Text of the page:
Wi-Fi with a European Accent
Page 1 of 1
Wi-Fi, the 802.11b 11Mbps wireless networking technology so popular in the United States, has definitely jumped the 'pond' to the United Kingdom and other European nations. Yet the faster, more muscular 802.11a standard is just now recovering from jet lag as vendors attempt selling wireless products to wary European regulators.
One of the most successful companies at completing the European regulatory obstacle course is wireless networking equipment maker Proxim Corporation of Sunnyvale, California.
Proxim recently received the first approval from the European Telecommunications Standards Institute (ETSI) for shipping equipment based on the 54Mbps 802.11a standard. The approval enables the company to sell high-speed WLAN products in nine European countries: Austria, Belgium, Denmark, Finland, France, Greece, Ireland, Norway and Portugal.
It took Proxim more than six months to receive certification of its Skyline and Harmony 802.11a products because of strict guidelines set by the ETSI, the European equivalent of the U.S. Federal Communication Commission.
Proxim's Amy Martin called obtaining ETSI authorization and country-by-country permission "the biggest obstacle" to the company's European introduction of 802.11a products.
Unlike in the U.S., where the 5GHz radio spectrum is open for a variety of uses, Europe has always held that chunk of real estate primarily for military and security use.
NATO Weighs In
When European networking giants Siemens, Philips Electronics and Ericsson began talking of introducing 5GHz gear, the North Atlantic Treaty Organization (NATO) took notice and objected, fearing the new wireless technology would interfere with military satellites and radar broadcasts using the same spectrum.
Europe's first response was HiperLan2, a standard the ETSI created allowing WLANs to use the 5GHz spectrum. HiperLan2, however, went over like a lead balloon. Five years after the new standard's introduction, not a single HiperLan2-based device has seen the light of day, according to Proxim.
In order to make 802.11a more palatable to concerned European bandwidth users, the ETSI added a few more hoops high-speed WLAN equipment manufacturers needed to jump through.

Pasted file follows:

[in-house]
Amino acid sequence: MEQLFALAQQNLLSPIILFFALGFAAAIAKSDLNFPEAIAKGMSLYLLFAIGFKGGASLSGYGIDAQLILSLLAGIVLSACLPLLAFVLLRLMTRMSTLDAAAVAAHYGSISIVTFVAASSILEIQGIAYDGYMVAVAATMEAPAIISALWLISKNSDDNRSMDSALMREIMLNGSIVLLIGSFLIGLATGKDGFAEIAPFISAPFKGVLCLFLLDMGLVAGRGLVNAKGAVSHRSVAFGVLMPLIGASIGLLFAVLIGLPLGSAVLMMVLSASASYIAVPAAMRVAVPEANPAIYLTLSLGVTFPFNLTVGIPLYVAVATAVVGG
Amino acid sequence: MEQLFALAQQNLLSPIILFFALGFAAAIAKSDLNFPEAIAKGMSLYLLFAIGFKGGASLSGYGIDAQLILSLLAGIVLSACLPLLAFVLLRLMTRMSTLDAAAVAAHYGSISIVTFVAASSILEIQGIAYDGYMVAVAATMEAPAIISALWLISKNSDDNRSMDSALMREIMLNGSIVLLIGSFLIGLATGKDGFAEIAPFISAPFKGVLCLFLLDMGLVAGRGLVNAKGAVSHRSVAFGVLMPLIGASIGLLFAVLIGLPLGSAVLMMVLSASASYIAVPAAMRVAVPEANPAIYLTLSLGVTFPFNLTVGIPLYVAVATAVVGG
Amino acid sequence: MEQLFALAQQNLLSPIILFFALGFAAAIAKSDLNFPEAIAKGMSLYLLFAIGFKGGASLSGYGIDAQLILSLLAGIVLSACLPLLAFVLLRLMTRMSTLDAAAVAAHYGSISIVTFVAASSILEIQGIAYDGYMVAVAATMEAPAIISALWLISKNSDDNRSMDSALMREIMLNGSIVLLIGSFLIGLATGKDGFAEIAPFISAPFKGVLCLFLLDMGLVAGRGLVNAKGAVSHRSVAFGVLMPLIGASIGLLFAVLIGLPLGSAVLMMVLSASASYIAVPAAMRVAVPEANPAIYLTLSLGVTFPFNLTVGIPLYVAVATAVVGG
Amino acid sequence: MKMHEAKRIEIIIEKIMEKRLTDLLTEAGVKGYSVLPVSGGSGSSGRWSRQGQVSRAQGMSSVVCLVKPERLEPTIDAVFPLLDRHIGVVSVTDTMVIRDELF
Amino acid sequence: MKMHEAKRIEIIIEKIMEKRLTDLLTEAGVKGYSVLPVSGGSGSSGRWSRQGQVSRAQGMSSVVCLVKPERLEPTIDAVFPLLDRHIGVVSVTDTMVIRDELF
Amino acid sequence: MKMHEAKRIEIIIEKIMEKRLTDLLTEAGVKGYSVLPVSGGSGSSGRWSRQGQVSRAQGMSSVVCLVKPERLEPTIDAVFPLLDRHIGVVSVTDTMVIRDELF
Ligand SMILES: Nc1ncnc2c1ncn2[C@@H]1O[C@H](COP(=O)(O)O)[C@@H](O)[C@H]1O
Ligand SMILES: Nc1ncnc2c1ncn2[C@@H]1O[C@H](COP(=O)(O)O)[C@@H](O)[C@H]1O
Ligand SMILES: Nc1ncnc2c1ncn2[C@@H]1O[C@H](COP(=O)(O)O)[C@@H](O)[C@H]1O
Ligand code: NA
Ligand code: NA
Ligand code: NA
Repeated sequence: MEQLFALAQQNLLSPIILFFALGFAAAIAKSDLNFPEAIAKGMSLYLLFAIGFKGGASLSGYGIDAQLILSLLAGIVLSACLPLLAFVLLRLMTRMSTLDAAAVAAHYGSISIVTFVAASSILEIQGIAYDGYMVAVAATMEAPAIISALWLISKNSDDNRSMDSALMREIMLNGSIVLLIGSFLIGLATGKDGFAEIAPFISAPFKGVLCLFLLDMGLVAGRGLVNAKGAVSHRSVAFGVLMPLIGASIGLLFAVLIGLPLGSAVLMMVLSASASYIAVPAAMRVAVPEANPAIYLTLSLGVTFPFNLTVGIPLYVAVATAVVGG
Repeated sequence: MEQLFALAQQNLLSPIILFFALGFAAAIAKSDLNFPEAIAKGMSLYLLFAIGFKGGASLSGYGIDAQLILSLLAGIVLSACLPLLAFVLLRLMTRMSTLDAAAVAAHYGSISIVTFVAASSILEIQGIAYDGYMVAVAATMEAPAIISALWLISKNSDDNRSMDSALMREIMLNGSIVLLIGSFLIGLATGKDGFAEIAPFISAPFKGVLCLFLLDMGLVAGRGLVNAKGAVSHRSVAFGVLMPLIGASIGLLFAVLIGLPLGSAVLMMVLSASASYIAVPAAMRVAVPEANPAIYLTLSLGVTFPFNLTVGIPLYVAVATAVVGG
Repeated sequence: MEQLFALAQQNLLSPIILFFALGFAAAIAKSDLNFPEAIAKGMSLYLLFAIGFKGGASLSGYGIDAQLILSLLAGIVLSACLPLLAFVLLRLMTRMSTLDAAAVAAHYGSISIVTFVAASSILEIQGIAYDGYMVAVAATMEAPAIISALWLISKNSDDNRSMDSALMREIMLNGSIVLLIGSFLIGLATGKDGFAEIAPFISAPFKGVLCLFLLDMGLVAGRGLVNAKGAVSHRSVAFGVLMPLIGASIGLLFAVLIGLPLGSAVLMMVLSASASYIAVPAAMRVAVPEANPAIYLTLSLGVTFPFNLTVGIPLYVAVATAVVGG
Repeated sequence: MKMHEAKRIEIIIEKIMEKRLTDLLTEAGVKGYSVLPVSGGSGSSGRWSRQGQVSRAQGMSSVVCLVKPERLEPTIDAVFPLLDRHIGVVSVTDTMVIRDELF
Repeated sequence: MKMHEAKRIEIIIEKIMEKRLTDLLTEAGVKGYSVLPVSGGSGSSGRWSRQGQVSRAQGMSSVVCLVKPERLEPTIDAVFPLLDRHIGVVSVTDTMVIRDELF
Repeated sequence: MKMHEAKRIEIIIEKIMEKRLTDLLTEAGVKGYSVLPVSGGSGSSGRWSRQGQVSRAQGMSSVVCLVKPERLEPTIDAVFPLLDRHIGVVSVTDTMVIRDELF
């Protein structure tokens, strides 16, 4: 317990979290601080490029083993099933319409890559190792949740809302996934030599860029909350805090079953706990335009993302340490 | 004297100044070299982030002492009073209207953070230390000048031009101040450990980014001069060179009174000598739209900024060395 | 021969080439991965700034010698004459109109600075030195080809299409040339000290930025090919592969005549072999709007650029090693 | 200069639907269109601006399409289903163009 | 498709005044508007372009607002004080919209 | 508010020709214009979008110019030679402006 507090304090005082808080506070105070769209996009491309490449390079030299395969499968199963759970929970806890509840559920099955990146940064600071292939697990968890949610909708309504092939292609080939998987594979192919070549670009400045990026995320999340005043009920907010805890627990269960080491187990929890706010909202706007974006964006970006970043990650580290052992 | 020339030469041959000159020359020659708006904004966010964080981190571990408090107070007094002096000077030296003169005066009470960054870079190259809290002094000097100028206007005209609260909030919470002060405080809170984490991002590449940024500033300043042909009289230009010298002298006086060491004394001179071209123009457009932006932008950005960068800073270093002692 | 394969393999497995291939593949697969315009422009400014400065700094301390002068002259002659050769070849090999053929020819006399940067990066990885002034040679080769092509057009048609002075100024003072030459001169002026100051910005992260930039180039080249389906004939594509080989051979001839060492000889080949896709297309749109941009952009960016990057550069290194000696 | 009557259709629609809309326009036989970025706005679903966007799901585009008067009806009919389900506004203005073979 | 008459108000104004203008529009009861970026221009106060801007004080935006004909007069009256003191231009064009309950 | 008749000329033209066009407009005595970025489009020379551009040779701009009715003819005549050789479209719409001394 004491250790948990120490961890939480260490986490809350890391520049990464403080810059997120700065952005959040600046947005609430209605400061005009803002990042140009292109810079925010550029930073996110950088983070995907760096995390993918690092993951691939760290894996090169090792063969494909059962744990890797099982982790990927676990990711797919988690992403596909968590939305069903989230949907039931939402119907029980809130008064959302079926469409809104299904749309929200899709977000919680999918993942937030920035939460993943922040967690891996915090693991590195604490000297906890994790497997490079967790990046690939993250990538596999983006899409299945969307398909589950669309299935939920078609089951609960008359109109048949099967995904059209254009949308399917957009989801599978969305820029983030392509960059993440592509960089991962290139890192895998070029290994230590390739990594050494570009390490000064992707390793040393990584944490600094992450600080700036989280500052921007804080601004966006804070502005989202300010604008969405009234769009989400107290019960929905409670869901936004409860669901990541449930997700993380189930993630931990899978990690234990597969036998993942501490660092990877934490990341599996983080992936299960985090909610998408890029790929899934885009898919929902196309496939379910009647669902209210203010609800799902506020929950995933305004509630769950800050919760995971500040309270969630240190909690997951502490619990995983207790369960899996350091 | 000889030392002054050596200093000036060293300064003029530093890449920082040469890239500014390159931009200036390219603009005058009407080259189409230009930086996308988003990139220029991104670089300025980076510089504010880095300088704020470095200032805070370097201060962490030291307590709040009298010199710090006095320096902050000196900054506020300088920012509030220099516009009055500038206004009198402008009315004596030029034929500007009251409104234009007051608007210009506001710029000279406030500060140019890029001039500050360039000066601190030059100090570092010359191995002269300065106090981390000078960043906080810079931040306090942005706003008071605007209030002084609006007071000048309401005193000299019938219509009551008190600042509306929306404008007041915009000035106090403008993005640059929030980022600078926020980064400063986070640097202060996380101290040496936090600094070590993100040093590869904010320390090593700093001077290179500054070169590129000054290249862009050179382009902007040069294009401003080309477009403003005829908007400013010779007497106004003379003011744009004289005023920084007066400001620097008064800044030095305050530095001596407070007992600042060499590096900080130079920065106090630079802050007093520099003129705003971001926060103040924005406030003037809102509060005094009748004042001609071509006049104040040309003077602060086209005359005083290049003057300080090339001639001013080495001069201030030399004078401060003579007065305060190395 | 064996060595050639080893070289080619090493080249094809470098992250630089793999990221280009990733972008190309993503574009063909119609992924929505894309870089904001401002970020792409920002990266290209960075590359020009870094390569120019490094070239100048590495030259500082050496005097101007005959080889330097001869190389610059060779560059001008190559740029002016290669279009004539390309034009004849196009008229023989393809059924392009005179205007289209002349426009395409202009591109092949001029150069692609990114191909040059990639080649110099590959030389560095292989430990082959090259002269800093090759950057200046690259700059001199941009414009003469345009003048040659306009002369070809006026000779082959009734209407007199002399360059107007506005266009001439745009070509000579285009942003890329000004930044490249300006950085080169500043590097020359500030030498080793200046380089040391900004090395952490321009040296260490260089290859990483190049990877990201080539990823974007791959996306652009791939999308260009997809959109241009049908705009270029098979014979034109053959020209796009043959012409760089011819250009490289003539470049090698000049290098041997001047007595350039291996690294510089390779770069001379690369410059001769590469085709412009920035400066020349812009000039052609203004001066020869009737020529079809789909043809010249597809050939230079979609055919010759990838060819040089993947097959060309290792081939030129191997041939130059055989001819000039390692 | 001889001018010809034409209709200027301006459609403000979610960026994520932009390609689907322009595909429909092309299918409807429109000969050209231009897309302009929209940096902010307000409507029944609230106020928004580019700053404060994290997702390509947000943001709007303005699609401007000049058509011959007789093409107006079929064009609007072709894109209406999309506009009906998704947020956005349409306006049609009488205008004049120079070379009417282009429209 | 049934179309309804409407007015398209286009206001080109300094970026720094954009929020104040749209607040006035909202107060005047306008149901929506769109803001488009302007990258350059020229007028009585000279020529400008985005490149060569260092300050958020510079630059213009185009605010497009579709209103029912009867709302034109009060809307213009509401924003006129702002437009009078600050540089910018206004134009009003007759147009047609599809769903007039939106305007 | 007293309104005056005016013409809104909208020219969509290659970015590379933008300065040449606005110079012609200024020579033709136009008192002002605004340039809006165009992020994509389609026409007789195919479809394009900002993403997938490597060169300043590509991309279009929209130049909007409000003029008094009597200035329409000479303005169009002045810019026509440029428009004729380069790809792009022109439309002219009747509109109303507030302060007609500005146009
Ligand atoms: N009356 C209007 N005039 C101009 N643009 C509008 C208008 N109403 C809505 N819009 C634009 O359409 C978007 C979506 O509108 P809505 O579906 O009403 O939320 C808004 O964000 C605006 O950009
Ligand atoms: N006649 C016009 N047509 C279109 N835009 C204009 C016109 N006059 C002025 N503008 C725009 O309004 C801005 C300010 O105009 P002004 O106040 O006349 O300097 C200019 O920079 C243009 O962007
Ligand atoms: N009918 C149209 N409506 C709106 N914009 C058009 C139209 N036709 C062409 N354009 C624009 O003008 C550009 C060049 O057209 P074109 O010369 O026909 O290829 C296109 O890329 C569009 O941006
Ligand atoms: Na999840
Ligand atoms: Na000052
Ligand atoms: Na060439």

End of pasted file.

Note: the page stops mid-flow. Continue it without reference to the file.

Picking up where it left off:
First, the European regulatory body dropped any requirement that WLAN equipment needed to follow the HiperLan2 blueprint. Also added was a rule stating that future 5GHz gear needed to avoid radar, satellite and other sensitive broadcasts. This required vendors to adopt Dynamic Frequency Selection (DFS), a feature not required in the States. DFS checks for the presence of protected communications equipment and prevents interference.
Proxim's Martin said the new provision was another reason for the delays in getting approval to sell wireless networking equipment in Europe.
Also, the European standards group put 802.11a equipment on a tight wireless 'leash.' Makers of 802.11a equipment hoping to sell their products in Europe must employ Transmit Power Control (TPC). TPC turns down the 'volume' of an 802.11a radio based on how close a laptop computer is to an access point. Without TPC, 802.11a radios broadcast their signals full blast, much like two people yelling at each other, even when standing just feet apart.
Both DFS and TPC are expected to become part of the chipsets used in 802.11a gear destined for Europe.
Along with Proxim, Intel has also entered the 802.11a fray. The chip maker recently introduced 802.11a equipment in Britain, France, Denmark, Belgium, Sweden and the Netherlands.
However, if high-speed wireless networking is to expand beyond the enterprise, and offer global roaming between 802.11a and 802.11b hot spots, gear such as the multi-standard devices from Microsoft and Agere Systems may be needed.